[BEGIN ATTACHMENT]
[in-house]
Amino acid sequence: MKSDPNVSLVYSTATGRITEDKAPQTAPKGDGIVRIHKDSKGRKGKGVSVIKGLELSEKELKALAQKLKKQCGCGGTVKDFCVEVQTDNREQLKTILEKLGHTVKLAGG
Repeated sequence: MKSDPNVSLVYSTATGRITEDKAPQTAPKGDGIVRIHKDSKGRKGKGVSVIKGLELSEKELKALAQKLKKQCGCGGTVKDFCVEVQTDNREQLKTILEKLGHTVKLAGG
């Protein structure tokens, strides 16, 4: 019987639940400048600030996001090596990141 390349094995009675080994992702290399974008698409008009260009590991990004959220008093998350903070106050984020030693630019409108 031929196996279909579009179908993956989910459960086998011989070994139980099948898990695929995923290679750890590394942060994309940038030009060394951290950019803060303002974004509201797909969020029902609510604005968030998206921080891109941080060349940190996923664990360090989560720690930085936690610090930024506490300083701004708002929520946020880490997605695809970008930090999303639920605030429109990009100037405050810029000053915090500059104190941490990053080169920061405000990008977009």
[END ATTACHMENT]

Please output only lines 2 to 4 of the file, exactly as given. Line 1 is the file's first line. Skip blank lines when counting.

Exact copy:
Amino acid sequence: MKSDPNVSLVYSTATGRITEDKAPQTAPKGDGIVRIHKDSKGRKGKGVSVIKGLELSEKELKALAQKLKKQCGCGGTVKDFCVEVQTDNREQLKTILEKLGHTVKLAGG
Repeated sequence: MKSDPNVSLVYSTATGRITEDKAPQTAPKGDGIVRIHKDSKGRKGKGVSVIKGLELSEKELKALAQKLKKQCGCGGTVKDFCVEVQTDNREQLKTILEKLGHTVKLAGG
């Protein structure tokens, strides 16, 4: 019987639940400048600030996001090596990141 390349094995009675080994992702290399974008698409008009260009590991990004959220008093998350903070106050984020030693630019409108 031929196996279909579009179908993956989910459960086998011989070994139980099948898990695929995923290679750890590394942060994309940038030009060394951290950019803060303002974004509201797909969020029902609510604005968030998206921080891109941080060349940190996923664990360090989560720690930085936690610090930024506490300083701004708002929520946020880490997605695809970008930090999303639920605030429109990009100037405050810029000053915090500059104190941490990053080169920061405000990008977009």